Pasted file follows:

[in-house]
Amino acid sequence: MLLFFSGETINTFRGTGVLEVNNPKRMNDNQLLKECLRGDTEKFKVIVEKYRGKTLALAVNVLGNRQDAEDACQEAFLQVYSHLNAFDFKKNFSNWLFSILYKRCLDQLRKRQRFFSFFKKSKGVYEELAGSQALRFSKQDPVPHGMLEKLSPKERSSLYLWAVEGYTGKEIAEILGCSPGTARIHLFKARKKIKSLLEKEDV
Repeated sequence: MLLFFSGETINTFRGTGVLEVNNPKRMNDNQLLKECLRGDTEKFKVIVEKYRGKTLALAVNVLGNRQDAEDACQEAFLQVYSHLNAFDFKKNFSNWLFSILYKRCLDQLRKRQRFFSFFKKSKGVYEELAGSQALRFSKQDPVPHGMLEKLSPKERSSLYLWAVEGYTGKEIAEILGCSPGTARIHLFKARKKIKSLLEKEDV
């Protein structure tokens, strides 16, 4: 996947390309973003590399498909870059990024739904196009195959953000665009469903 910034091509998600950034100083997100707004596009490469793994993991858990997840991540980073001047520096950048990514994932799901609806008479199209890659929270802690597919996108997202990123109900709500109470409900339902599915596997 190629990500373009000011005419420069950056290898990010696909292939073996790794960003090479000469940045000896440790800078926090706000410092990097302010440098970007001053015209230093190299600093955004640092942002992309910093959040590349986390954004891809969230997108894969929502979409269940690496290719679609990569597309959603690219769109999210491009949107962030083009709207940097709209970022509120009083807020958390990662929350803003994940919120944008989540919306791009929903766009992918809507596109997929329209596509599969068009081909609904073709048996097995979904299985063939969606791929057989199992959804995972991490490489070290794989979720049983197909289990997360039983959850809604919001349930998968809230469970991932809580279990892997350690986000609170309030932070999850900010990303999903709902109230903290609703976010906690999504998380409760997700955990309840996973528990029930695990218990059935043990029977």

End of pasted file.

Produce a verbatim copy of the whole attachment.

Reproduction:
[in-house]
Amino acid sequence: MLLFFSGETINTFRGTGVLEVNNPKRMNDNQLLKECLRGDTEKFKVIVEKYRGKTLALAVNVLGNRQDAEDACQEAFLQVYSHLNAFDFKKNFSNWLFSILYKRCLDQLRKRQRFFSFFKKSKGVYEELAGSQALRFSKQDPVPHGMLEKLSPKERSSLYLWAVEGYTGKEIAEILGCSPGTARIHLFKARKKIKSLLEKEDV
Repeated sequence: MLLFFSGETINTFRGTGVLEVNNPKRMNDNQLLKECLRGDTEKFKVIVEKYRGKTLALAVNVLGNRQDAEDACQEAFLQVYSHLNAFDFKKNFSNWLFSILYKRCLDQLRKRQRFFSFFKKSKGVYEELAGSQALRFSKQDPVPHGMLEKLSPKERSSLYLWAVEGYTGKEIAEILGCSPGTARIHLFKARKKIKSLLEKEDV
């Protein structure tokens, strides 16, 4: 996947390309973003590399498909870059990024739904196009195959953000665009469903 910034091509998600950034100083997100707004596009490469793994993991858990997840991540980073001047520096950048990514994932799901609806008479199209890659929270802690597919996108997202990123109900709500109470409900339902599915596997 190629990500373009000011005419420069950056290898990010696909292939073996790794960003090479000469940045000896440790800078926090706000410092990097302010440098970007001053015209230093190299600093955004640092942002992309910093959040590349986390954004891809969230997108894969929502979409269940690496290719679609990569597309959603690219769109999210491009949107962030083009709207940097709209970022509120009083807020958390990662929350803003994940919120944008989540919306791009929903766009992918809507596109997929329209596509599969068009081909609904073709048996097995979904299985063939969606791929057989199992959804995972991490490489070290794989979720049983197909289990997360039983959850809604919001349930998968809230469970991932809580279990892997350690986000609170309030932070999850900010990303999903709902109230903290609703976010906690999504998380409760997700955990309840996973528990029930695990218990059935043990029977």